When we no longer believe in our essential goodness
In addition to PTSD, many CADIs experience a constellation of feelings and thoughts known as moral injury – the distress that comes from failing to live up to our moral standards, expectations or aspirations. Even though we did not intend harm, many of us perceive our actions as violating foundational moral tenets, such as “be kind,” “don’t hit,” or “do unto others as you would have them do unto you,” etc.
The psychiatrist Jonathan Shay describes moral injury as a betrayal of “what’s right.” Dr. Rita Brock, another expert in moral injury, describes it as “a normal response to moral failure that can happen to any human being with a conscience.”
Dr. Brock wrote that people that people with moral injury are “divided against themselves” as a result of “fail[ing] their best selves” and suffering “unprocessed grief and guilt.” In short, when we have moral injury we no longer believe that we are virtuous and deserving of respect or acceptance. We live with guilt, shame, grief, a lack of trust in ourselves and others, depression, a sense of powerlessness, and sometimes a loss of hope. Moral injury is also associated with self-destructive behaviors such as substance abuse, thoughts of suicide, and – very often – isolation or social withdrawal, something many CADIs describe. I associate moral injury with that sense of ourselves as outsiders, as disconnected from others.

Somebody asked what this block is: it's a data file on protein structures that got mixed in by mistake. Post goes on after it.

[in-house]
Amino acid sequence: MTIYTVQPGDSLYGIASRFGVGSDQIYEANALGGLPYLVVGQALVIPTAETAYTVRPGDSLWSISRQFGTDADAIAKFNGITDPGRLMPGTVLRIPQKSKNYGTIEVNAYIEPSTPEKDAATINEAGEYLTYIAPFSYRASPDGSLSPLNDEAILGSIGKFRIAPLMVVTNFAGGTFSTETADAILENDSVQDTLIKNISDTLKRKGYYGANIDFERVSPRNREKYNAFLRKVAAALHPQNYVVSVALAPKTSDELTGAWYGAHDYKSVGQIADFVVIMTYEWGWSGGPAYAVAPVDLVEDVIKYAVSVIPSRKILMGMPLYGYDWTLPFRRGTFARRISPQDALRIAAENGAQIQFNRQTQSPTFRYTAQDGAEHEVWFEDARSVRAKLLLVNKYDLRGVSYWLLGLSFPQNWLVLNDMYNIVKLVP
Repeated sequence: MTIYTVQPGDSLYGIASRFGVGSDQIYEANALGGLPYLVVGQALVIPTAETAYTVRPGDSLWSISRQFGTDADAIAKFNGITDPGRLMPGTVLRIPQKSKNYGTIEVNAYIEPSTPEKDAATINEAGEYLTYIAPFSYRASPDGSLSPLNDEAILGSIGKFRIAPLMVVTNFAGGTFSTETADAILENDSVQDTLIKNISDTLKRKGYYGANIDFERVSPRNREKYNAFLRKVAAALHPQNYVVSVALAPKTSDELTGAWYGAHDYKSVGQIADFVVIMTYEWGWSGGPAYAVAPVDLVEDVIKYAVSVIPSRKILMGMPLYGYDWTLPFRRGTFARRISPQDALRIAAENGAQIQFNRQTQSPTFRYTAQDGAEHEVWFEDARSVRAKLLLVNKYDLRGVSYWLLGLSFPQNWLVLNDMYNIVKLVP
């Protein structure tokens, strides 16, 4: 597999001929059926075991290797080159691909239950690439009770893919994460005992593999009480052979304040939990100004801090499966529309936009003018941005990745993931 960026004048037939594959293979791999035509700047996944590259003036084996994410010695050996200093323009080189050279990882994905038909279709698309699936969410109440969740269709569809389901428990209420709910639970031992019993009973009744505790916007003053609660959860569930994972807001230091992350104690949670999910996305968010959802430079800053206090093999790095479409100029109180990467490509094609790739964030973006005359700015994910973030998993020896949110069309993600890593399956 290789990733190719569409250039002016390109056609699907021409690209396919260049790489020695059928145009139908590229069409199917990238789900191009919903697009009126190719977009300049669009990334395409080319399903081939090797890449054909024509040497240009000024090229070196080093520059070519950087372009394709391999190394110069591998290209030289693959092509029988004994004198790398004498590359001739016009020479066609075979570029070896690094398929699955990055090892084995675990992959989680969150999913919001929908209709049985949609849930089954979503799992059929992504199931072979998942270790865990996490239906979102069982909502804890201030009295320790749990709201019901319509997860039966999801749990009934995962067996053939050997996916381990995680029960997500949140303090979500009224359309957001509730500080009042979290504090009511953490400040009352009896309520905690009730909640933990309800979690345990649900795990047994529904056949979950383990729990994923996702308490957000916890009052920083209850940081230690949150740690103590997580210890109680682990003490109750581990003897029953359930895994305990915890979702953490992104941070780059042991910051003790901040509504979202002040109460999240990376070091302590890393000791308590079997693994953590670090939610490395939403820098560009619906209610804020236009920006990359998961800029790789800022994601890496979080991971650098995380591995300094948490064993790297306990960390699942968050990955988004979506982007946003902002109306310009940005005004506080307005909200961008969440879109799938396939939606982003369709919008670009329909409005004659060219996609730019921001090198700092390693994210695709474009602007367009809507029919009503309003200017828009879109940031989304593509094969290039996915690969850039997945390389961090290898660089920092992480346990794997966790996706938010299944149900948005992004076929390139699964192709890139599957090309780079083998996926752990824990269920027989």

Unlike PTSD, moral injury is not a formal diagnostic category used by doctors or clinicians. While it overlaps with PTSD, it is not the same. Because moral injury is a newer concept than PTSD, there is less research on effective treatments. My own work suggestions that there are three keys to resolving moral injury and regaining a sense of belonging and acceptance.
Accountability: This means owning the damage we have done, even though we did not set out to hurt anyone. This involves investing the effort to accurately assess our own degree of responsibility and culpability for what occurred. We cannot resolve or heal moral injury if we refuse to hold ourselves accountable – but it also is not useful to heap blame on ourselves for factors beyond our control.
Compassion: We can accept kindness and understanding from others, and we can also extend these to ourselves. The suffering and distress you experience as a CADI are evidence of your own caring and humanity. You deserve compassion.
Community: The existing research on moral injury indicates that peer support is extremely important to resolving moral injury. We need to feel that we can be accepted and valued for who we are. But community also means giving back – making amends, making reparations, or doing our part to make the world a better place. I describe this further in the section on post-traumatic growth, but it’s equally important in this context.
These conditions have enabled many CADIs to resolve moral injury. We may always carry sorrow and guilt, but we do so with the knowledge that we are deserving of acceptance and respect from ourselves, others, and (for those who believe) God.